1. Obtain or generate and use relevant, quality information to support the functioning of internal control.
  2. Internally communicate information, including objectives and responsibilities for internal control, necessary to support the functioning of internal control.
  3. Communicate with external parties regarding matters affecting the functioning of internal control.

5.  Monitoring Activities Component:

Mandatory Principles

  1. Select, develop and perform ongoing and/or separate evaluations to ascertain whether the components of internal control are present and functioning.
  2. Evaluate and communicate internal control deficiencies in a timely manner to those parties responsible for taking corrective action, including senior management and the board of directors, as appropriate.

The Business Judgment Rule

The business judgment rule also is relevant on these topics (from Tate’s Excellent Audit Committee Guide). The business judgment rule provides a director with a defense to personal liability, holding that as a general principle of law, a director, including a director who serves as a member of a board committee, who satisfies the business judgment rule has satisfied his or her duties. Thus, the business judgment rule provides one standard of care, although other standards may very well also apply to specific tasks and responsibilities. The business judgment rule provides a very good overall approach for directors and audit committee members to follow, although the rule itself is lacking in specific detail. In some states the business judgment rule is codified by statute while in other states the rule is established by case law (see, i.e., Cal. Corp. Code §309 for California corporations, Del. Gen. Corp. Law §141 for Delaware corporations, in addition to relevant case law). The rule also applies to directors as board committee members.

The Business Judgment Rule

In summary, as a general principle the business judgment rule provides that a director should undertake his or her duties:

-In good faith, with honesty and without self-dealing, conflict or improper personal benefit;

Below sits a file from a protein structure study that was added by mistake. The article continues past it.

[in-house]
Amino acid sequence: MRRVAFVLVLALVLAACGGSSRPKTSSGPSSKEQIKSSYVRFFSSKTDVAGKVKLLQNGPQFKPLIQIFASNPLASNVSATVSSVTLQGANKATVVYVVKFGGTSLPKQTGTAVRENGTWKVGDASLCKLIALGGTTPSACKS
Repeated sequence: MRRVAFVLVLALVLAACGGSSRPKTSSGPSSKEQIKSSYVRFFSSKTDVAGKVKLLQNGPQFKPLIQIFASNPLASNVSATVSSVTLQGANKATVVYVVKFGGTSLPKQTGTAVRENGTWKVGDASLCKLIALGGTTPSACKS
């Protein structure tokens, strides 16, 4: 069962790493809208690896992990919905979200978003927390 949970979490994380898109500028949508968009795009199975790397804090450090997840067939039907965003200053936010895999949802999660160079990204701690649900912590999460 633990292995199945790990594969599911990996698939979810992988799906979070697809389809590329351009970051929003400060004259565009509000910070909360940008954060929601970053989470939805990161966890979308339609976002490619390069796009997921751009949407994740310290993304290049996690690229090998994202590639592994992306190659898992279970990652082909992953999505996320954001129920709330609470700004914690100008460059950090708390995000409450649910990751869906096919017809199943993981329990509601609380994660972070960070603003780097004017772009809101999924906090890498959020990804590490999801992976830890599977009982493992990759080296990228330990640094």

-In a manner that the director reasonably believes to be in the best interests of the corporation and its shareholders; and

-With the care, including reasonable inquiry, that an ordinarily prudent person in a like position with like expertise would use under similar circumstances. The rule itself doesn’t require a particular level of expertise, knowledge or understanding; however, as you might be aware, public company audit committee members do have such a requirement, and you can at least argue that, depending on the facts and circumstances, a board or committee member should have or should obtain a certain unspecified level of knowledge or understanding to be sufficiently prepared to ask questions, evaluate information provided, and make decisions.

Reliance Upon Other People Under the Business Judgment Rule

In the course and scope of performing his or her duties, a director must necessarily obtain information from and rely upon other people. An independent director is not involved in the day-to-day operations of the business. The director provides an oversight function. Pursuant to the business judgment rule, a director is entitled to rely on information, opinions, reports or statements, including financial statements and other financial data, prepared or presented by any of the following:

-Officers or employees of the corporation whom the director reasonably believes to be reliable and competent in the relevant matters;

-Legal counsel, independent accountants or other persons as to matters that the director reasonably believes are within the person’s professional or expert competence; or

-A committee of the board on which the director does not serve, as to matters within that committee’s designated authority, so long as the director acts in good faith, after reasonable inquiry as warranted by the circumstances, and without knowledge that would cause reliance to be unwarranted.

David Tate, Esq., Royse Law Firm, California (Silicon Valley/Menlo Park office), with additional offices in San Francisco, Los Angeles and Orange County, http://rroyselaw.com/

* * * * *

Comments re post by Norman Marks – internal audit and ERM accused of failing to hit the mark – discussion about management, boards and audit committees – David Tate, Esq., Royse Law Firm

I have provided below a link to a post by Norman Marks, in which Norman discusses and in part compares or contrasts internal audit and ERM. Norman’s post is a good, worthwhile read.

There are many good writers on these topics – you will also note that there are disagreements between knowledgeable professionals. Just for example, as Norman notes, ERM or enterprise risk management is a management function (I would say a management, board and audit committee function) whereas internal audit is independent; however, there has been for sometime considerable discussion about the role of internal audit and whether it can be or should be or has been expanded in ways that could make it less independent or less of an audit function and more of an advisory function in some circumstances – internal audit endeavors to make itself more valuable and needed as a function and department.